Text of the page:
Long-Term Effects of COVID-19

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There are many things that we know about COVID-19. For example, how it can be spread from person to person and just how easy that transmission can be. We also know what some of the most common symptoms associated with the virus are – for example, it often mimics mild cold or flu-like symptoms (such as runny nose, fever and cough) while one can also experience much more severe symptoms. We also know that the best way to prevent ourselves from getting the virus is to practice the following measures: Social distancing, wearing a mask when that distance cannot be kept, and regular/frequent hygiene (i.e. washing our hands.)

How COVID-19 affects every individual is different – meaning the symptoms that one person may experience could significantly differ from the symptoms that you, yourself might experience. It’s also possible to be infected with COVID-19 and not even know it. When this is the case, this is known as being asymptomatic. That being said, even if you are asymptomatic you can still transfer the virus to others, which is why it’s important that we all take the precautionary measures as mentioned previously. Your age in addition to having any underlying medical conditions can also play a role into how severely the virus impacts you. In many cases, COVID-19’s infection rate has been highest in the elderly – while many of the reported deaths here in British Columbia have been linked to outbreaks at long-term care facilities. However, young people are not immune to COVID-19 either, and we’re now seeing an increase of individuals in their 20s and 30s being diagnosed with this virus.

Per Dr. Bonnie Henry, the way the virus impacts someone could also be dependent on their own immune system and genetic makeup. In some individuals, the illness will be severe (with some even requiring hospitalization) while others may experience a milder form of illness.

Even if the virus has cleared from your system, some individuals have reported lingering, long-term effects. For example, some people have reported that they’ve been unable to regain their strength back to what it was before contracting the virus and have even reported that they’ve had difficulty sitting up or moving around for extended periods of time, that they experience headaches, and even hair loss. In individuals with COVID-19 who’ve developed pneumonia, some have said that they continue to have shortness of breath or difficulty breathing. While some younger children and teenagers with the virus have contracted a post-viral syndrome similar to Kawasaki disease, causing inflammation of the blood vessels, in addition to other symptoms such as lethargy, pink eye, rash, swollen hands and/or feet, lips that appear red, swollen or cracked, as well as abdominal pain and diarrhea.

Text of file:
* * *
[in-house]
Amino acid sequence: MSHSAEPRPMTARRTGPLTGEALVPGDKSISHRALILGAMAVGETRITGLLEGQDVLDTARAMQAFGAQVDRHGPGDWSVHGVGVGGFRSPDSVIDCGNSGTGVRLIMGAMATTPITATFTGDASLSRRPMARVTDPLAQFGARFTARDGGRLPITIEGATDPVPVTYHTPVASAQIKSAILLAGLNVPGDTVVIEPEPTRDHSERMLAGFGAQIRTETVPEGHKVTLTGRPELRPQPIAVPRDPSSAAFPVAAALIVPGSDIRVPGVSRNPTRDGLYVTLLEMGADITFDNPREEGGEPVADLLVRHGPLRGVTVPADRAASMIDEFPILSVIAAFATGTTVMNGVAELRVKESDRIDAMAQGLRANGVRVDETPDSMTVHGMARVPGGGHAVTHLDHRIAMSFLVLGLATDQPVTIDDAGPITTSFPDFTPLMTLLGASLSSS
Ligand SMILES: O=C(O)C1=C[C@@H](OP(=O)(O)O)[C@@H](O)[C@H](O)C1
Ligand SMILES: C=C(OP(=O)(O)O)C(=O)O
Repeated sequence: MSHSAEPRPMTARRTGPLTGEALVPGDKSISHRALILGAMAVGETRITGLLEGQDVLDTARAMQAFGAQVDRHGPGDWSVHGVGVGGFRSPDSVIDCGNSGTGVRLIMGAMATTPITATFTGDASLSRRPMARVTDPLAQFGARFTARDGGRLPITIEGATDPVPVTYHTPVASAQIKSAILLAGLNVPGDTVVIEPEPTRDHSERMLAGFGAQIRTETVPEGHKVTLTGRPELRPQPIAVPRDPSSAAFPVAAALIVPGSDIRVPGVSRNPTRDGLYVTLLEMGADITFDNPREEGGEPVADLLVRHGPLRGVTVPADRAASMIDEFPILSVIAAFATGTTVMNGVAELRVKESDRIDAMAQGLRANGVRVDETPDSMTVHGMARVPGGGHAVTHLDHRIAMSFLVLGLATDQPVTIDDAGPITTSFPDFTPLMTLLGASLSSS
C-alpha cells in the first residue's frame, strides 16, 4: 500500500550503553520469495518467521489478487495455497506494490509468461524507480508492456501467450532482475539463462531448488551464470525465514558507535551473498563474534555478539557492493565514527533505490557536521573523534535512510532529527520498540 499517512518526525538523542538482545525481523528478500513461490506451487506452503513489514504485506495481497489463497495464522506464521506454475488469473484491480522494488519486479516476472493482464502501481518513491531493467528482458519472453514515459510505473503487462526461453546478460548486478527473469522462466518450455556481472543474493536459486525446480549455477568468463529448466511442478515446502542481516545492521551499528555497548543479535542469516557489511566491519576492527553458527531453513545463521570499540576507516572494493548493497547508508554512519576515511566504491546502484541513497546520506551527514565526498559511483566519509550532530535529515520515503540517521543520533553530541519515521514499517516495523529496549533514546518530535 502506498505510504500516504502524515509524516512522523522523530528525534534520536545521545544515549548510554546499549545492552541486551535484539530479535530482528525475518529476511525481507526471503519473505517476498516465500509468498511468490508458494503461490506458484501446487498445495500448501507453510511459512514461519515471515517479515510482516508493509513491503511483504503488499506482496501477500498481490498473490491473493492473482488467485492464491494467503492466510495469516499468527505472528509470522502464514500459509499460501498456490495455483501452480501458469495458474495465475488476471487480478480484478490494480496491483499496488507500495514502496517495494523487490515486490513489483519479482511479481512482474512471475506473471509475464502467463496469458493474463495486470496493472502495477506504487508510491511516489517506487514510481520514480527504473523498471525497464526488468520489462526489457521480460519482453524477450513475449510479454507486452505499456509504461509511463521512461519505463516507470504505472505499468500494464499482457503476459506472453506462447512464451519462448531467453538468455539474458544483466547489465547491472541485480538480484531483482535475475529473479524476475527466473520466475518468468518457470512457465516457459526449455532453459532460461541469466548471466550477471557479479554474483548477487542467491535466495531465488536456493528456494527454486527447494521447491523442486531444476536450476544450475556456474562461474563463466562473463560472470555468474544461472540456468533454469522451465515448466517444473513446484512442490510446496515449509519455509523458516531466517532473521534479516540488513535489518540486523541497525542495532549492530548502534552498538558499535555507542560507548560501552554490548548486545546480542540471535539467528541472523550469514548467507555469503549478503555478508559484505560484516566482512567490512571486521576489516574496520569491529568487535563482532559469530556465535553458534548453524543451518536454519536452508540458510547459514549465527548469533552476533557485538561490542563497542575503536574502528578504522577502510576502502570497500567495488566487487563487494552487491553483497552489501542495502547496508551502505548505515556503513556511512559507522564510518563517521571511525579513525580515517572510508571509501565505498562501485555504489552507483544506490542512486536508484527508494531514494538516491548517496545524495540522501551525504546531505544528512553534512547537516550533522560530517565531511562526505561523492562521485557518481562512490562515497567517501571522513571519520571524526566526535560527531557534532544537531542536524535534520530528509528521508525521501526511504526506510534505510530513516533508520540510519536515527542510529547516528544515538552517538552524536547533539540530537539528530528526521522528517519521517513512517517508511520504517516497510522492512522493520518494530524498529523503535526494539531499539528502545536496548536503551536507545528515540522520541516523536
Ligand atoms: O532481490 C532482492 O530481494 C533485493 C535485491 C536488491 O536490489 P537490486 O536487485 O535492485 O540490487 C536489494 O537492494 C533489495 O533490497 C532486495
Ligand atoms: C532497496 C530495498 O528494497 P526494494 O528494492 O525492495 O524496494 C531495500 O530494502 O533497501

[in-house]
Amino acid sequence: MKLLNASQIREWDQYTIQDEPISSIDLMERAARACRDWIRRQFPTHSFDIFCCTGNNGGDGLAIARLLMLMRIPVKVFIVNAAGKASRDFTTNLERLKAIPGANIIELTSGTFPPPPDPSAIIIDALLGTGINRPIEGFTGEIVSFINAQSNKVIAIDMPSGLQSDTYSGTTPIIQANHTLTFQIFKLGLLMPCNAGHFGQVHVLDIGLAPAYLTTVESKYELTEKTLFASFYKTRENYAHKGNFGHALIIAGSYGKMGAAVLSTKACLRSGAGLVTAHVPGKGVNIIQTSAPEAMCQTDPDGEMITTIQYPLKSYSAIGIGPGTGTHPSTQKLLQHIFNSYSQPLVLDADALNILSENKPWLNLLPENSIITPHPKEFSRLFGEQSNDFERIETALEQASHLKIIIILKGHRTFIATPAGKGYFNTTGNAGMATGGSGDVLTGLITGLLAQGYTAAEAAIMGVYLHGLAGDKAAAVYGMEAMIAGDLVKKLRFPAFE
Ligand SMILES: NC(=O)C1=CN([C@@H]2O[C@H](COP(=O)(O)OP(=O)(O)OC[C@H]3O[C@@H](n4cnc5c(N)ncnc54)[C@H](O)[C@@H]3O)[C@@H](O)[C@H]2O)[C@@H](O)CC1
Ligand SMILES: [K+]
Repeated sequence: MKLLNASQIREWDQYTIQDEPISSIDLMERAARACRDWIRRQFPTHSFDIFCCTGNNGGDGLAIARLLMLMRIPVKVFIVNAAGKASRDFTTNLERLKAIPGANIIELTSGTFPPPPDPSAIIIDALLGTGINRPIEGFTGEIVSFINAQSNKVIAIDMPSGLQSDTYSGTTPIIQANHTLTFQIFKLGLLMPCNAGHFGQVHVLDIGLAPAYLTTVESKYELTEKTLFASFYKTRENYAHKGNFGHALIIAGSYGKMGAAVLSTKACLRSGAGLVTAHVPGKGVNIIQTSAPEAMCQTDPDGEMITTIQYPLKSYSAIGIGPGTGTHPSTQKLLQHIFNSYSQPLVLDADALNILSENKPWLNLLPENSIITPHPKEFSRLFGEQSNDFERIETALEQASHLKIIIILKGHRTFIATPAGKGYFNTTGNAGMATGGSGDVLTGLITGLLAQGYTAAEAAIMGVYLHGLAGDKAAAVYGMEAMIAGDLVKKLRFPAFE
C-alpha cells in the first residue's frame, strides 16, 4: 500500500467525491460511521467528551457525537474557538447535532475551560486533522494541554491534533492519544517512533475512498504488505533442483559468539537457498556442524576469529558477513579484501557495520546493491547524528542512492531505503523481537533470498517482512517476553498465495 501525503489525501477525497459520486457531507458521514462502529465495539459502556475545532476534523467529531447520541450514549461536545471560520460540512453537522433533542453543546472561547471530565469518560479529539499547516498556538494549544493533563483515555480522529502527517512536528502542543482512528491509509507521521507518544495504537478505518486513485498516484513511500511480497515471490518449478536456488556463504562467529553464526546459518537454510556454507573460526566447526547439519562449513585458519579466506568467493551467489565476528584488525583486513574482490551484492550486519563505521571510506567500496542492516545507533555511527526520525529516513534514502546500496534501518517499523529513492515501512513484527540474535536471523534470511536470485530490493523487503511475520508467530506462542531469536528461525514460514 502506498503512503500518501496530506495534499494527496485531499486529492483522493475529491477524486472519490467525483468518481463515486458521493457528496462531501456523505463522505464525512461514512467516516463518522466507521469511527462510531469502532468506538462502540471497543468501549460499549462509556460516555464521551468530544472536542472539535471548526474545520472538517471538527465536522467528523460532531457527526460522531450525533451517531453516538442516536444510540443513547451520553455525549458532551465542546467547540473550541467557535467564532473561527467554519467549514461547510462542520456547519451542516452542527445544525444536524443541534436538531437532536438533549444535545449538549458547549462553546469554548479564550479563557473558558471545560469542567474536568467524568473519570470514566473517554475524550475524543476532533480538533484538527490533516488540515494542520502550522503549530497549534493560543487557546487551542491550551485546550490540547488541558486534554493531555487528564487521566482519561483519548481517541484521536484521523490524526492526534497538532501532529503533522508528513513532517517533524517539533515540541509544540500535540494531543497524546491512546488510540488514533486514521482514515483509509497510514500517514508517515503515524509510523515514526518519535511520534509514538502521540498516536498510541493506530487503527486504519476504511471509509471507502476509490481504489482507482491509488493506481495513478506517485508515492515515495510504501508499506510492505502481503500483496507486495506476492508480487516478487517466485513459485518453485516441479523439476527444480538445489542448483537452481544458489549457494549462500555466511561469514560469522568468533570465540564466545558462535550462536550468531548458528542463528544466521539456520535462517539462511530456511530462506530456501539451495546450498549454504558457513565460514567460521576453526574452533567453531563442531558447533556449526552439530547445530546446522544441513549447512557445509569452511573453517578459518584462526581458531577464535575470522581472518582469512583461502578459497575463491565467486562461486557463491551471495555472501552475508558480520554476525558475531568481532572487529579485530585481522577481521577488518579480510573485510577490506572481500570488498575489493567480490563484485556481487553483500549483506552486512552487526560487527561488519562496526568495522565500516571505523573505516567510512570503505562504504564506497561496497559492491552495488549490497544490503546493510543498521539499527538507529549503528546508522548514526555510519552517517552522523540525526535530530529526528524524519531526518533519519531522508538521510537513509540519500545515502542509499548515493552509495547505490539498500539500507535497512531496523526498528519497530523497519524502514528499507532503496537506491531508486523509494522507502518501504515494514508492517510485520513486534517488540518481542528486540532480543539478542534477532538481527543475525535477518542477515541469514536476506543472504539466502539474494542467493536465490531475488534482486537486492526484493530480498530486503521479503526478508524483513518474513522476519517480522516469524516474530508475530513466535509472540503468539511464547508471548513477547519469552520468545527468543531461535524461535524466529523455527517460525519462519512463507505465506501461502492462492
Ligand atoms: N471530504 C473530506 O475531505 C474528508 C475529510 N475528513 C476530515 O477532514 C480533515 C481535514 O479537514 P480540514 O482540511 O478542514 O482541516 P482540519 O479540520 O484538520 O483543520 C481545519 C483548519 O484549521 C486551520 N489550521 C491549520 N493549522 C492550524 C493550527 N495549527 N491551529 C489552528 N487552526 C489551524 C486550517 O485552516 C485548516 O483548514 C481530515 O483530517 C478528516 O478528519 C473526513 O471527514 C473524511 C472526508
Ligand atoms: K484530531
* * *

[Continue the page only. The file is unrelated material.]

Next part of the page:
Some individuals have also reported experiencing neurological impacts as a result of the virus, such as decreased cognition, hallucinations, confusion, agitation, delirium, and brain fog – all of which point to potential encephalopathy – the term used to describe damage to the brain, which occurs when it has been affected by an infection or toxins in the blood.

If you have, or think you have COVID-19, it’s important to stay home when you’re sick. It’s also important that you closely monitor your symptoms. If you start to develop any emergency signs, such as trouble breathing, you should seek medical care right away by calling 911. If your symptoms are mild, you should take care of yourself by getting as much rest as possible and keep yourself hydrated by drinking water, and take over-the-counter medication, such as acetaminophen, to help reduce some of the symptoms you might be experiencing, such as low-grade fever or body aches and pains.